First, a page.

My LJ Friends Page

So it would seem that I don't need an active LiveJournal to have a Friends page, as long as I have a TypeKey ID. Which is cool, because this right here is my LJ, and having an active Friends page means I can access all the protected LJ posts I otherwise wouldn't see. I mean, there I was thinking Gav couldn't be arsed with his LJ because he seemingly hadn't posted since Stormtrooper Detachment Epsilon stood down (November 28th), but after becoming his LJ Mutual Friend, lo and behold the posts that suddenly revealed themselves!

So, yeah, if anyone else wants to be my LJ friend, just look for "ext-2136" or "imagines.herstik.com"

ConStruction Blueprints

In my last post, I listed why I believe the fact that ReefCon is the only fixture in an otherwise fluid Cairns RPG scene presents problems for said scene. It's easy, though, to criticise an endeavour when you've never made or are unwilling to make a similar endeavour yourself. Which means that niggle I mentioned in the last post often takes the form of a little voice in my head which says, "Why not organise your own RPG convention?"

And I'm starting to seriously think about it.

Now I know I'd be going into it utterly blind. I also know that there's at least one subscriber to IMAGinewS who's been part of the organising team behind a con or two, which means I'll probably be pestering those people for advice. I'll especially need help with venue organisation and liability insurance.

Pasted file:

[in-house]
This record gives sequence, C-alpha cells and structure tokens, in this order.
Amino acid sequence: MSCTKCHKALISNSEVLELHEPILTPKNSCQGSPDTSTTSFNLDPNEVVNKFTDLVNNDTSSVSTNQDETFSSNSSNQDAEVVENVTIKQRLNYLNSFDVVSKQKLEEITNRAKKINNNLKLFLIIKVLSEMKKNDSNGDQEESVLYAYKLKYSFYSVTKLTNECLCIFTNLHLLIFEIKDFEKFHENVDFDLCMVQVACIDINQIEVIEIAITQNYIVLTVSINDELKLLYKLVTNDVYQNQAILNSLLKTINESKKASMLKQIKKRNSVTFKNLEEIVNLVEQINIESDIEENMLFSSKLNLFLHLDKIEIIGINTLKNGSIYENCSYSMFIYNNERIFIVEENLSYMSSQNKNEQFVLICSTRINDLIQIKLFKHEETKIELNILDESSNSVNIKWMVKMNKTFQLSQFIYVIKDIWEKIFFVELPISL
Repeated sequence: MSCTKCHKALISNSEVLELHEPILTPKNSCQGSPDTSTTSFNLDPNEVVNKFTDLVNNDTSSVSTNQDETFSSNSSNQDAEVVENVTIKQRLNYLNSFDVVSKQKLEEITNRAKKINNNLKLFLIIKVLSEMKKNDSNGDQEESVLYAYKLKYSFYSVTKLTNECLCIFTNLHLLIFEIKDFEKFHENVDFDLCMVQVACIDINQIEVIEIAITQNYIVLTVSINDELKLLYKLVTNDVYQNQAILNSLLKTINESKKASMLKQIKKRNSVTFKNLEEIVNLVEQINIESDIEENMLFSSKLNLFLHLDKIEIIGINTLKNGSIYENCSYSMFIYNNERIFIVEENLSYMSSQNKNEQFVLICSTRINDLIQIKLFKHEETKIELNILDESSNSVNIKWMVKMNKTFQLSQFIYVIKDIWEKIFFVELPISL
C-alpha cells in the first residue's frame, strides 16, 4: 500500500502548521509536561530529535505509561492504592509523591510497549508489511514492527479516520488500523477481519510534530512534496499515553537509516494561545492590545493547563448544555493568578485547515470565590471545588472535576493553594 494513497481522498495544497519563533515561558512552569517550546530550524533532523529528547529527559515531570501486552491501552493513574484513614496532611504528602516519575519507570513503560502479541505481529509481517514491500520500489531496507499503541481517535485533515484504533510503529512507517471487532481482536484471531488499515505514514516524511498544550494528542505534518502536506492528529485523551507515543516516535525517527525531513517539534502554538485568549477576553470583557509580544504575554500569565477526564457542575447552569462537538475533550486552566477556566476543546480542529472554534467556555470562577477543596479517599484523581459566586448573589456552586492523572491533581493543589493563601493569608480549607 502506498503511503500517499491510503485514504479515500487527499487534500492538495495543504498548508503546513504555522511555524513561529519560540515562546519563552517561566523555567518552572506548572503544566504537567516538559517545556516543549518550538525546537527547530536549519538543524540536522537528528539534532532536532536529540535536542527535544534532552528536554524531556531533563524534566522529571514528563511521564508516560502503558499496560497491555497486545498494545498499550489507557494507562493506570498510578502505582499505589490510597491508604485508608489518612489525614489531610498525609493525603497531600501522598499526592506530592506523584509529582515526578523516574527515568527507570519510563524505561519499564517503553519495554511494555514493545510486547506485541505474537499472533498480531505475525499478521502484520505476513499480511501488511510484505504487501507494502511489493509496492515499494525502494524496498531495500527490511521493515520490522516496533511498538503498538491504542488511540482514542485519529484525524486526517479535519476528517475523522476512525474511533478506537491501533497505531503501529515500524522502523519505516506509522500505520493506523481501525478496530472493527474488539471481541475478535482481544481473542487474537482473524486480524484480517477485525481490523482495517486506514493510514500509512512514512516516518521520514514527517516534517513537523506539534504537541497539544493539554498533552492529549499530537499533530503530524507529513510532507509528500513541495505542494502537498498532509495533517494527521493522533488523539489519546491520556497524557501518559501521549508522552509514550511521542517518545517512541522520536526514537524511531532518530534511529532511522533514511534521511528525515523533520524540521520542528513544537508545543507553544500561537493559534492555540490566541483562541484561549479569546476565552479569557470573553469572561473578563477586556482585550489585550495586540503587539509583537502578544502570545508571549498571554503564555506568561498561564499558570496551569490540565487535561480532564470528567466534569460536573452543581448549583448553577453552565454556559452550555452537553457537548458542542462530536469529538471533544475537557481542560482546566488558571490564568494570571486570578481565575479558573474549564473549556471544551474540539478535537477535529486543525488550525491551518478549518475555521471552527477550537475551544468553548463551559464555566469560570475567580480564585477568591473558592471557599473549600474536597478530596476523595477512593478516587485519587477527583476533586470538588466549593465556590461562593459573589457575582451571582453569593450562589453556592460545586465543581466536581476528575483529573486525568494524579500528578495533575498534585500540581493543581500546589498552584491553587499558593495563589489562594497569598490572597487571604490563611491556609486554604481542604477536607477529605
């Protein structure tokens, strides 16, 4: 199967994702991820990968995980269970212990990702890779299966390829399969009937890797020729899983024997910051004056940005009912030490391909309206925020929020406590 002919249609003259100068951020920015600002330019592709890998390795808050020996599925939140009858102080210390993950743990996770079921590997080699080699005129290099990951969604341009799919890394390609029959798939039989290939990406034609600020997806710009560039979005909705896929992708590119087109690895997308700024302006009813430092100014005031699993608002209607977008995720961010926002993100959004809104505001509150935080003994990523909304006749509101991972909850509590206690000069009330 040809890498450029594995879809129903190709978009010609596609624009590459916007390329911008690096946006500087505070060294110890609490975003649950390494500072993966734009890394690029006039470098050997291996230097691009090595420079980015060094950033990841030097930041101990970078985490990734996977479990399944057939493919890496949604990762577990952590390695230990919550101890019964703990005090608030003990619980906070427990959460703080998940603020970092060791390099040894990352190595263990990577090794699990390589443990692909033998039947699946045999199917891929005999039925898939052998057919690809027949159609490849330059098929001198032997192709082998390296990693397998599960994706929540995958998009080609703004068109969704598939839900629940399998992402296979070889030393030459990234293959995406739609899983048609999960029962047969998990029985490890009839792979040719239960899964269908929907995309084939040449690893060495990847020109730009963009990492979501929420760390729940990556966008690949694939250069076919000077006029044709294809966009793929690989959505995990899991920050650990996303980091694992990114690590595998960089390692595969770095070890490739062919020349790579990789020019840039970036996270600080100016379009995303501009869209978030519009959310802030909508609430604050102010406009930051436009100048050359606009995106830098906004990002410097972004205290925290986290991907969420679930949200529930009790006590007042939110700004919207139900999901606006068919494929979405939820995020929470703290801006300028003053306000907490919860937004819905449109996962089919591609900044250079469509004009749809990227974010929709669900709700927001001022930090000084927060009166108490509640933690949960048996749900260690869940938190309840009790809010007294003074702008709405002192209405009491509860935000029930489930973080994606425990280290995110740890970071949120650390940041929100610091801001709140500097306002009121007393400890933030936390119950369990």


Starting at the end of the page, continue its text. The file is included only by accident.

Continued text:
Another plus is that I have something of a blueprint for how I'd like the con to work and be orgnaised. A while ago, Steve Darlington made a post on his LiveJournal about the problems he saw with the traditional con setup and some solutions. I like a lot of the suggestions:

  • Eliminating Rego: There goes half the organisation work right there. Admittedly, you won't know until the day how many attendees you'll have, but frankly, by the time you organise pre-registry you'll be pretty much committed to the con, succeed or fail.
  • Eliminating Prizegiving: Cool because A) going to an RPG con to be a lumberjack (earning trophies) creates competition and hurt feelings instead of gaming just for fun and B) quite frankly, ReefCon and the RPGA have refined prizes and rewards to an art form. Hell, the last ReefCon I went to, I got a pack of six D&D Miniatures just for signing up and turning up. Why compete? Just make it about trying new games, meeting new gamers (or hooking back up with old acquaintances) and enjoying sessions.
  • Scantily-Clad Ladies: ... well, okay, maybe not. Besides, it's Cairns; we'll probably get enough people shedding clothing with the humidity! A ladies' discount, though? Hmm... opening oneself up to accusations of discrimination, perhaps? Then again, pubs have been getting away with Ladies' Nights for a while...
  • Beer: Now, there's a thought...
  • Short Con: And there's another one. Having a fairly quick con means you're not stuck waiting for a school holiday or a long weekend to roll around, nor would you be competing with people's existing plans for such times.

Heck, considering I have an "in" with the Courthouse Hotel already, maybe they'd be willing to host us...

My Whinge: ReefCon, The Cairns RPG Fulcrum